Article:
jump to navigation

Syria: Turkey v. Iran 26 août 2011

Posted by Acturca in Middle East / Moyen Orient.
Tags: , , , ,

New York Post (USA) August 26, 2011

By Amir Taheri

Now in its sixth month, the Syrian uprising is developing into a power struggle between regional rivals Turkey and Iran.

After hesitating, Turkey appears to have determined that the regime of President Bashar al-Assad can no longer stand. In recent weeks, it has hosted conferences creating an interim Syrian “parliament” to prepare for a democratic transition. The Turks have also expressed support for new European Union sanctions on Syria, including an embargo on oil and gas imports.

Turkey has some leverage: As Syria’s largest investor, with investments of more than $25 billion, it has asked its business interests to hold off on new capital infusions.

Ankara wants Assad to step down in favor of a caretaker reform government, a position backed by several regional powers, notably Saudi Arabia and its Persian Gulf allies. The European Union, too, appears to want Turkey to take the lead on Syria.

Iran, however, stands dead set against the scheme. Over the last decade, Syria has become more of a client state than an ally.

Iran has kept Syria’s moribund economy alive with frequent cash injection and investments thought to be worth $20 billion, and also gives Syria “gifts,” including weapons worth $150 million a year. Tehran sources even claim that key members of Assad’s entourage are on the Iranian payroll.

During Bashar’s presidency, the Iranian presence has grown massively. Iran has opened 14 cultural offices across Syria, largely to propagate its brand of Shiite Islam. Iran’s Revolutionary Guard also runs a “coordination office” in Damascus staffed by 400 military experts, and Syria is the only Mediterranean nation to offer the Iranian navy mooring rights.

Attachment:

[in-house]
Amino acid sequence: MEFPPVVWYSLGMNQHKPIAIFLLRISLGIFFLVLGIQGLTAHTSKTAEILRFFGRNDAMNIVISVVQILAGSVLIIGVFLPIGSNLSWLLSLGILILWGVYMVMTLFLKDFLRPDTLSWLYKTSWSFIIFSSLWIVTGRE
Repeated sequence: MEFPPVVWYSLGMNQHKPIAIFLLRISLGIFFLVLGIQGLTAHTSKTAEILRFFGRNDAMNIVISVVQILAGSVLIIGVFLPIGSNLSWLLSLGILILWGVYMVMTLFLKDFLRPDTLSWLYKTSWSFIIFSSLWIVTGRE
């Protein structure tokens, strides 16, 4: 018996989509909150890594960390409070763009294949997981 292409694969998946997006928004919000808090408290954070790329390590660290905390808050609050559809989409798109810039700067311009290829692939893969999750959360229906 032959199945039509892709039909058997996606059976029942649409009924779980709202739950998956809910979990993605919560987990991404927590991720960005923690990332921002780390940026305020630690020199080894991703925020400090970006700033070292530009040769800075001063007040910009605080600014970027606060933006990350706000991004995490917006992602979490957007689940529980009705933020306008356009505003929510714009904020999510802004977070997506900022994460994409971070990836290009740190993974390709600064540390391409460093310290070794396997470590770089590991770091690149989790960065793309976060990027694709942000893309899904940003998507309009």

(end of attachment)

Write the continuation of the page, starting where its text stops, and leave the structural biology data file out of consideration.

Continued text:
The two countries have signed a pact committing them to “mutual defense.” Syria and North Korea are the only two countries with which Iran holds annual conferences of chiefs of staff.

Until last June, the Tehran leadership appeared to be of two minds about the Assad regime. President Mahmoud Ahmadinejad and Foreign Minister Ali-Akbar Salehi suggested publicly that the regime might “need to listen to the Syrian people.” The foreign ministry obtained a “temporary halt” in travel to Syria.

But now “Supreme Guide” Ali Khamenei apparently has decided to throw Iran’s weight behind Assad. “We cannot allow plotters to succeed in Syria,” the daily Kayhan, which expresses Khamenei’s views, said in an editorial this week. “Those targeting Syria are, in fact, targeting the Islamic Revolution in Iran.” The paper also warned: “Turkey must know that the Islamic Republic will use all means at its disposal to ensure the failure of plots against Syria.”

The implicit threat is that Tehran would reactivate terrorist groups fighting Turkey. In fact, Tehran has already lifted a ban on movements by armed elements of the Kurdish Workers’ Party, which fights for an independent Kurdish state in southeastern Turkey and operates the mountainous area at the intersection of the borders of Turkey, Iran and Iraq.

Iran is trying hard to mobilize regional support for Assad, but its only ally on this is the Hezbollah-backed Lebanese government.

Iranian pressure on Iraqi Prime Minister Nouri al-Maliki has so far failed to persuade Baghdad to back Assad — and Iraqi President Jalal Talabani has demanded that Assad leave office.

Several Arab countries are sitting on the fence because they believe that, without solid US support, the Turkish transition strategy lacks credibility.

Jordan would dearly like to see the back of Assad, whose father tried to assassinate King Hussein, the father of current King Abdullah. Iraq, too, having gotten rid of Ba’athist Saddam Hussein, would love to see Syria’s Ba’athist regime toppled. But both countries worry that prolonged turmoil in Syria could produce a flood of refugees that they couldn’t handle without support from major powers, especially America.

Egypt, emerging from its own despotic nightmare, would also welcome Assad’s fall. But it, too, worries about confusing signals from Washington.

The Arab Spring has provided a chance to reshape the Mideast. The question is who will benefit — and how.


No comments yet — be the first.

Votre commentaire

Entrez vos coordonnées ci-dessous ou cliquez sur une icône pour vous connecter:

Logo WordPress.com

Vous commentez à l’aide de votre compte WordPress.com. Déconnexion /  Changer )

Photo Facebook

Vous commentez à l’aide de votre compte Facebook. Déconnexion /  Changer )

Connexion à %s

%d blogueurs aiment cette page :